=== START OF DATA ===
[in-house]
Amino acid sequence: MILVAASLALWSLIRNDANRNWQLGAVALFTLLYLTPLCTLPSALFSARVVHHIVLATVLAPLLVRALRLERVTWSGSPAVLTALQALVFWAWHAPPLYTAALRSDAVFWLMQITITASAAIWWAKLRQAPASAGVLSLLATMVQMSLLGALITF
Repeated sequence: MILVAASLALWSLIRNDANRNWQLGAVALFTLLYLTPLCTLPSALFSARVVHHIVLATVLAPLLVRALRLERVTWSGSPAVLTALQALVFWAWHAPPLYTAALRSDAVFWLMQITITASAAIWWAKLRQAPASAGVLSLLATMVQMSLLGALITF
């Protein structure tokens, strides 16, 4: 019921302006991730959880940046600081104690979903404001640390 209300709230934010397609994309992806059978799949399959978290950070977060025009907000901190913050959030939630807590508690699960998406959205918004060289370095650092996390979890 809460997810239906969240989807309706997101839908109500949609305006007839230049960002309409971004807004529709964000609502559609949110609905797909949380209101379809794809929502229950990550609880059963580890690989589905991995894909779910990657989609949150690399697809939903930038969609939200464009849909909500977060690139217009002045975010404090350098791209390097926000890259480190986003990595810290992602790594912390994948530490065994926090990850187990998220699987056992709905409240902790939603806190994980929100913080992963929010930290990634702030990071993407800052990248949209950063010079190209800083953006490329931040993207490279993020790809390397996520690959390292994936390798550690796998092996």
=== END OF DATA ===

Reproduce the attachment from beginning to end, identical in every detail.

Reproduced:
[in-house]
Amino acid sequence: MILVAASLALWSLIRNDANRNWQLGAVALFTLLYLTPLCTLPSALFSARVVHHIVLATVLAPLLVRALRLERVTWSGSPAVLTALQALVFWAWHAPPLYTAALRSDAVFWLMQITITASAAIWWAKLRQAPASAGVLSLLATMVQMSLLGALITF
Repeated sequence: MILVAASLALWSLIRNDANRNWQLGAVALFTLLYLTPLCTLPSALFSARVVHHIVLATVLAPLLVRALRLERVTWSGSPAVLTALQALVFWAWHAPPLYTAALRSDAVFWLMQITITASAAIWWAKLRQAPASAGVLSLLATMVQMSLLGALITF
């Protein structure tokens, strides 16, 4: 019921302006991730959880940046600081104690979903404001640390 209300709230934010397609994309992806059978799949399959978290950070977060025009907000901190913050959030939630807590508690699960998406959205918004060289370095650092996390979890 809460997810239906969240989807309706997101839908109500949609305006007839230049960002309409971004807004529709964000609502559609949110609905797909949380209101379809794809929502229950990550609880059963580890690989589905991995894909779910990657989609949150690399697809939903930038969609939200464009849909909500977060690139217009002045975010404090350098791209390097926000890259480190986003990595810290992602790594912390994948530490065994926090990850187990998220699987056992709905409240902790939603806190994980929100913080992963929010930290990634702030990071993407800052990248949209950063010079190209800083953006490329931040993207490279993020790809390397996520690959390292994936390798550690796998092996």